The closest competitor I've found that is standalone is Pnegrow. It is pretty cool, but still not nearly as intuitive and fast to learn as we flow, sadly.
For completeness, the link to the Pinegrow editor:
Also, I seem to have forgot to point out that one requirement I was looking for was Linux support (Pinegrow runs fine on Xubuntu).
I get there's a need for the long-tail of web traffic (small businesses, etc) to create an internet presence. But is it all that profitable, which I imagine is plenty of competition to undercut your prices? I don't know how a Wix, etc. can stand out or have a competitive advantage in this space. There are so many of them it seems.
Considering how many marketing departments I have seen struggling to pull someone from the dev team to fix a tiny, tiny change, this is a massive opportunity.
One thing to note is that we're also creating visual abstractions over common things that are hand-coded with JS. For example, see our declarative GUI for interactions and animations  – it allows designers to get the same exact effects that you'd build out manually, but without the need to learn how to write that JS from scratch.
> Before you dig in, note that while sites built in Webflow work in all modern browsers, we don’t actively support use of the Designer in Mozilla Firefox.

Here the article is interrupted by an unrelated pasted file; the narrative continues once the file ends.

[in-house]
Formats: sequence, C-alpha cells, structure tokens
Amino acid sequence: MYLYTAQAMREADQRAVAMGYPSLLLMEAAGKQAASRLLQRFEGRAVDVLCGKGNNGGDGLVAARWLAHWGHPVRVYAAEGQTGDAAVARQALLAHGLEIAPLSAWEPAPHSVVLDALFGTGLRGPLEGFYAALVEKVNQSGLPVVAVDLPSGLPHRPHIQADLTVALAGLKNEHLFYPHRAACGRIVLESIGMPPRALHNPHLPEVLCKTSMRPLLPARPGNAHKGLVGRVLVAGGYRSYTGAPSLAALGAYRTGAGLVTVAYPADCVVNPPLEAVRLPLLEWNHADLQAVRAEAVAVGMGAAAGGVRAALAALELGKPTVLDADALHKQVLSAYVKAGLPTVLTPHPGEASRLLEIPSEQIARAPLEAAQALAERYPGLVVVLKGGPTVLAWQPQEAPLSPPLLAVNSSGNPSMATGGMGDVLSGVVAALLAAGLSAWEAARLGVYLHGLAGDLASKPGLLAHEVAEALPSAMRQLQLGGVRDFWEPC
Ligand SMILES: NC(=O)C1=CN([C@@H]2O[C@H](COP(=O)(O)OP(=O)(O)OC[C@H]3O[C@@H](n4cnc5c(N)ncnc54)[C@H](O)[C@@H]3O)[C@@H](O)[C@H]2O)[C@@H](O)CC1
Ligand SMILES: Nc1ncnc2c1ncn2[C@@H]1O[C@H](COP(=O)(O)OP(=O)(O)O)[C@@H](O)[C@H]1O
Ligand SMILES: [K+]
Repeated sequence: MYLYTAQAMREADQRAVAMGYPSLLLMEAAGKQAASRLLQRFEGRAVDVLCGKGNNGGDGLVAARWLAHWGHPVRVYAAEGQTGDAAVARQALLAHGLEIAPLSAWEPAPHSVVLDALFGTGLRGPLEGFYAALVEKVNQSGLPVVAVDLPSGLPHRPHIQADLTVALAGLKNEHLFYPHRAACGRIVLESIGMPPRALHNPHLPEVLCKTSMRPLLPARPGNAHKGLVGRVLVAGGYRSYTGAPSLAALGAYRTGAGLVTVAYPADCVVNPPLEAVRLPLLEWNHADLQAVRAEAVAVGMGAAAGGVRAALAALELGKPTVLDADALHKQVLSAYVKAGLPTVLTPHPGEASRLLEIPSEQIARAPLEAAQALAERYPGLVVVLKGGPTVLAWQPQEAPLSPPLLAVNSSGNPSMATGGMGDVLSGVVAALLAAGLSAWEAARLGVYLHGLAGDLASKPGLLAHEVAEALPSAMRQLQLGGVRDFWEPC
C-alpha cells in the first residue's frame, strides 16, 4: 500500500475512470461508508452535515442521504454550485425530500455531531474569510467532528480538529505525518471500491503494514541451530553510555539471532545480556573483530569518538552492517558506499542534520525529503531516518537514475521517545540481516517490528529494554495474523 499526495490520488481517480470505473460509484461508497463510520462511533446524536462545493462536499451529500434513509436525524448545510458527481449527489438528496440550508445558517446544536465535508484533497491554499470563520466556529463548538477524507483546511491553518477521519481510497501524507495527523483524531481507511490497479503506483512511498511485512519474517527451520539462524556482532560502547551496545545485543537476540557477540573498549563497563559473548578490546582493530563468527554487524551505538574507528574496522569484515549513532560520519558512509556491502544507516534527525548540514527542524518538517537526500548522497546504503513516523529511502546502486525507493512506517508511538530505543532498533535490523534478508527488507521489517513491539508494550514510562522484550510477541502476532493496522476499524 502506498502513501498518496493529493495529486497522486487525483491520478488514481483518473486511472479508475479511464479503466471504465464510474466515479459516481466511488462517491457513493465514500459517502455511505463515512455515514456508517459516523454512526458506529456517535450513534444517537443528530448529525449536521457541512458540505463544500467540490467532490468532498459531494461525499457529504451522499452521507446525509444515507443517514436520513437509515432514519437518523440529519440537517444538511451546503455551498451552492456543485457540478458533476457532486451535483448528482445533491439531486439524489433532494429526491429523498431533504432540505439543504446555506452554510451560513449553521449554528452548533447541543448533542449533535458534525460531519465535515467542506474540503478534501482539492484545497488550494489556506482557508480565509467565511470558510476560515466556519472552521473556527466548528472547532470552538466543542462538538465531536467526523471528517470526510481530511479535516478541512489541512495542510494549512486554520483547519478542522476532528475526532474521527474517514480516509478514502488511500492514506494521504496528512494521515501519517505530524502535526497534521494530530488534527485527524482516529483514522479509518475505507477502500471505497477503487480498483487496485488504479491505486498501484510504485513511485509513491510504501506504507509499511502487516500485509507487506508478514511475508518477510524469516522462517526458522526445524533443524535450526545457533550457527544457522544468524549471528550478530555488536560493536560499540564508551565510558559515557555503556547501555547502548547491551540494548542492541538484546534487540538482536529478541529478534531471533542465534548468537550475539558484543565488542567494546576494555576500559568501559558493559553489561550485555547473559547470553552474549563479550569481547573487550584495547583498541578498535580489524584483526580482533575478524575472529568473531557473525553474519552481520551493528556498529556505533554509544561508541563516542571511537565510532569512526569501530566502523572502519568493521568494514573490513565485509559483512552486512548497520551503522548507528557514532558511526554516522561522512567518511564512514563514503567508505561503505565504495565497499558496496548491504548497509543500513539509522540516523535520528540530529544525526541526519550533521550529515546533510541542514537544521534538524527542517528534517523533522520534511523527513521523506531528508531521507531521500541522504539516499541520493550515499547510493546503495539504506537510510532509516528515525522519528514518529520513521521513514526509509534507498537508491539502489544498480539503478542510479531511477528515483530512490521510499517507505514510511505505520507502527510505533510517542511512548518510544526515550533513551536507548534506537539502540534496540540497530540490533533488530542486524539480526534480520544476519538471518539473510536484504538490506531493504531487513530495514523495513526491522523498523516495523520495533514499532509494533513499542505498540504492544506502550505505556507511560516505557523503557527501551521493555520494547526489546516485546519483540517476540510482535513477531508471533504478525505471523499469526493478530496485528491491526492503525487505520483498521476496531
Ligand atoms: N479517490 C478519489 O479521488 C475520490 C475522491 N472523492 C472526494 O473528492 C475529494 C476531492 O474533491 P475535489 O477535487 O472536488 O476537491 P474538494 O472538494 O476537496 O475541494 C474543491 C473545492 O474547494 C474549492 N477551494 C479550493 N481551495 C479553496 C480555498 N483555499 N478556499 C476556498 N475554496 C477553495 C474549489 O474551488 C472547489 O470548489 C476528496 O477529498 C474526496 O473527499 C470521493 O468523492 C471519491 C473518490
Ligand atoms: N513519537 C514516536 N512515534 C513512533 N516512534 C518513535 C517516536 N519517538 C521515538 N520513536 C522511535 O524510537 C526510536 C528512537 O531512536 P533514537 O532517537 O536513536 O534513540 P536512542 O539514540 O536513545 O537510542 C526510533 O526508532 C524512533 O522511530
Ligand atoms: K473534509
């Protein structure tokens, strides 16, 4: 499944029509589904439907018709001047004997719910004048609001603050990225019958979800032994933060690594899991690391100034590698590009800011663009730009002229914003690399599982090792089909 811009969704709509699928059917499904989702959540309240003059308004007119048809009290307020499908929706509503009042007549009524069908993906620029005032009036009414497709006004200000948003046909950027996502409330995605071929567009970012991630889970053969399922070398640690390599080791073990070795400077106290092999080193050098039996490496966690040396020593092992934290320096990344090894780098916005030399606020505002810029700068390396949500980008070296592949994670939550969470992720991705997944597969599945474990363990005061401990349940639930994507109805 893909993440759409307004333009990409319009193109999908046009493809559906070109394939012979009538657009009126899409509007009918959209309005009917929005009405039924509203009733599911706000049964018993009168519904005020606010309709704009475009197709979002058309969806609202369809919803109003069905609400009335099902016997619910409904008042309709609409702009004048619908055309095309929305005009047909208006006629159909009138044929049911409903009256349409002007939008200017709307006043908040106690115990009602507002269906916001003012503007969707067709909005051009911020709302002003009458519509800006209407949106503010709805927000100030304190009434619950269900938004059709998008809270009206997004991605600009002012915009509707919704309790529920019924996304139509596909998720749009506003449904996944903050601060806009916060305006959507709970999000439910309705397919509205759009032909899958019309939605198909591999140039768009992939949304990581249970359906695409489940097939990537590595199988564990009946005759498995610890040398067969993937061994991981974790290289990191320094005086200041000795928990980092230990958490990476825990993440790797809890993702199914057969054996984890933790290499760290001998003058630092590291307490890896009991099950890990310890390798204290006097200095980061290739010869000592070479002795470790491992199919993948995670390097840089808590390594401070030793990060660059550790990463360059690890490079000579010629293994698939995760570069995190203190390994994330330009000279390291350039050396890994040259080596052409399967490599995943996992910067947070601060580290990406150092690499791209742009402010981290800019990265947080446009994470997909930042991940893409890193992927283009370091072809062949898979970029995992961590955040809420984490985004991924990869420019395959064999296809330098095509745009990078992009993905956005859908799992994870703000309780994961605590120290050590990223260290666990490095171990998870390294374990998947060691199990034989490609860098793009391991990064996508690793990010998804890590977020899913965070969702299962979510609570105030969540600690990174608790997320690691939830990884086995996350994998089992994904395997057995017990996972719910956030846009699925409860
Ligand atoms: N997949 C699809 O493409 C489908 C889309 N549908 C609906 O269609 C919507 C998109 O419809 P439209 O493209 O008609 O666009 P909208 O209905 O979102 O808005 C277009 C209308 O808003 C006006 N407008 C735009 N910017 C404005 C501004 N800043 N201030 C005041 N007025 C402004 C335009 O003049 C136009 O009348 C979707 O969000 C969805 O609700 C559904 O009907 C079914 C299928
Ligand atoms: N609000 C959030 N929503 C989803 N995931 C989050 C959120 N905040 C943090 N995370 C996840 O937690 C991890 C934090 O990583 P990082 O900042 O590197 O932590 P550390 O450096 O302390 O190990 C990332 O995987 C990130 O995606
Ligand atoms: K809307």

Given all that has been said about BigTech, it will be awesome if firefox becomes a priority so that we dont need to use Chrome.
One feature suggestion - being able to import CSS and HTML and then work with them. Often I will buy wordpress themes and want to customize them a little bit. Or when I want to move an existing site to maintain it using webflow. This will also open up revenue channel, being able to buy themes from other marketplaces and use them in webflow.
Thanks Webflow team!
But it is NOT hard to start running into barriers. In my experience it's essentially impossible to use it as a frontend design tool with say a node.js backend. There's no templating support, very restricted export (their CMS costs extra per site, and isn't part of the export), etc.
If your website has a login button then I'd be impressed if you designed the whole thing in webflow.
Webflow is an awesome design tool, but the exported code is very messy to work with. If are a designer or plan to stay on webflow for simpler static sites, it wouldn't matter though.
However, It does create a technical debt if you happen to scale up and your needs grow.
I have been using it since its beta days for my blog and some mockups and am not sure I agree. It is one of the finest 'web design tool' that I have ever used. But one that will create a technical debt for the 'real front end developers' in the future.
Amazing story of persistence and focus. Keep up the great work folks!